The stability of bell shaped caverns in soft and discontinuous chalk is studied, jointly with M. Talesnik of the Civil Engineering Dept. at the Technion, using rock testing, numerical analysis, and Block Theory analysis. The caverns were excavated about 1000 years ago for extraction of building materials. The caverns have an elliptical cross section with a span of up to 40m and height of 17m, the openings roof is about 5 m below ground surface.
The mechanical behaviour of the chalk is studied using uniaxial, radial, and triaxial tests performed on both solid cylinders (at BGU) and on hollow cylinders (at the Technion) and the influence of anisotropy on elastic behaviour and strength is analyzed.
Stress distribution around the openings is studied using FLAC. Particular emphasis is given to the stress concentrations at side walls which are common to two or more adjacent caverns.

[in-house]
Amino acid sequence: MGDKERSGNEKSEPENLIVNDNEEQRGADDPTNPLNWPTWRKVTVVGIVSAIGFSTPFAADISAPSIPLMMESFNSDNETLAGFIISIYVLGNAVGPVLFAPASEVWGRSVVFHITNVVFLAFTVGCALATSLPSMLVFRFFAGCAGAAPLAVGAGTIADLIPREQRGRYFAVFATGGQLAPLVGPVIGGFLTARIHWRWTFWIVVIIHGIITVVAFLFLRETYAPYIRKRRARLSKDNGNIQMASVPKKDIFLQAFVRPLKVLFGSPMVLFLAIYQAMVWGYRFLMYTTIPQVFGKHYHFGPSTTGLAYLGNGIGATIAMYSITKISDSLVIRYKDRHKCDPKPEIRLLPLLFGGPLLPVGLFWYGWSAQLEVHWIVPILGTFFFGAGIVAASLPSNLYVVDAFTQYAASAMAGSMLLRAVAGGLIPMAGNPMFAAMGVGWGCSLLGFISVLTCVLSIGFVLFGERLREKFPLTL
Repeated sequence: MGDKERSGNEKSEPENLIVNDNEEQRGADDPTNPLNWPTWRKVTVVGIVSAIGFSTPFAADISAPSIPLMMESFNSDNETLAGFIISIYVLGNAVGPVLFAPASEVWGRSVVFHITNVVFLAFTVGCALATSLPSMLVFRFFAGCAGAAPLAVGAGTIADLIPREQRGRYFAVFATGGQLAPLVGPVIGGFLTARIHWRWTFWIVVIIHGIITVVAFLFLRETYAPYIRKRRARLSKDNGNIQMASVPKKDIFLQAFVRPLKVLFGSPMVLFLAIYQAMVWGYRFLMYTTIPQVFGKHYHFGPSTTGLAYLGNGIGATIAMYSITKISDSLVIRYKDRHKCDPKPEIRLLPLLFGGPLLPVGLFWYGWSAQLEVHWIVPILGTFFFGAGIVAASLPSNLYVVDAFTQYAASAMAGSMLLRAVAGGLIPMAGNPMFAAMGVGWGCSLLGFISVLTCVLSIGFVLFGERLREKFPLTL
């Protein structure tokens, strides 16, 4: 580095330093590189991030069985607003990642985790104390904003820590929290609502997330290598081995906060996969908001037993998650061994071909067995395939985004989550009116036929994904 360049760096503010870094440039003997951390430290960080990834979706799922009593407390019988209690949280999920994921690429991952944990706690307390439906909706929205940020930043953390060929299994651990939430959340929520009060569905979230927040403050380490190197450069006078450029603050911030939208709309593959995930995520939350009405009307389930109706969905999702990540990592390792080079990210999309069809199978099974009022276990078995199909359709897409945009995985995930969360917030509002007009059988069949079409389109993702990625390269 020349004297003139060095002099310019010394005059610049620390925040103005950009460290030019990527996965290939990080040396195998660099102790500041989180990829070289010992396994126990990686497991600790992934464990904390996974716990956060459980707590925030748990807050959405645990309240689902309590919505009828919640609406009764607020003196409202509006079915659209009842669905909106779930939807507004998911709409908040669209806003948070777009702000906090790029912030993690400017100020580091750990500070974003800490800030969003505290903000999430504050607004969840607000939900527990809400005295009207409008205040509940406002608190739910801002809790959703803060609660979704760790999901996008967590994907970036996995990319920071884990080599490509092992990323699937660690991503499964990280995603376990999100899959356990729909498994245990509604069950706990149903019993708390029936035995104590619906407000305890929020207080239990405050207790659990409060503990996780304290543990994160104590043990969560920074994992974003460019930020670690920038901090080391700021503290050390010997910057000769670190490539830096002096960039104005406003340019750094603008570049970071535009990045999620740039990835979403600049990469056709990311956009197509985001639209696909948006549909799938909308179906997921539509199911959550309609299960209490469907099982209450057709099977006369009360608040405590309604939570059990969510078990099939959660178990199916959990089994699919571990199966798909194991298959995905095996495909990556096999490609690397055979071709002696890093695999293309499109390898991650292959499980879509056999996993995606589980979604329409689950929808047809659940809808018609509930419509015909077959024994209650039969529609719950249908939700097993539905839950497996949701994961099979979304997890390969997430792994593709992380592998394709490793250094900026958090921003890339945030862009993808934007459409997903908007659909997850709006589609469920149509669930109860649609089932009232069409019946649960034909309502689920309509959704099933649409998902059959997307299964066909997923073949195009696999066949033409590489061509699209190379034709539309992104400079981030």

Block theory analysis is performed in conjunction with a statistical joint trace generation code which was developed by Gen-Hua Shi for the determination of the removable key block area in unrolled tunnel surfaces. The results are used to generate optimized support scheme where expected support pressure is regressed against joint spacing.
In order to detect the performance of the opening in real time joint displacement meters (LVDT’s with a sensitivity of 0.01mm) are installed on removable blocks. Temperature and humidity gages are installed in each studied cavern. 9;
Graduate Student: Michael Tsesarsky, M. Sc.
Supervisors: Dr. Yossef H. Hatzor
Click here to see images of the Beit Gubrin Bell Caves and some of our activities there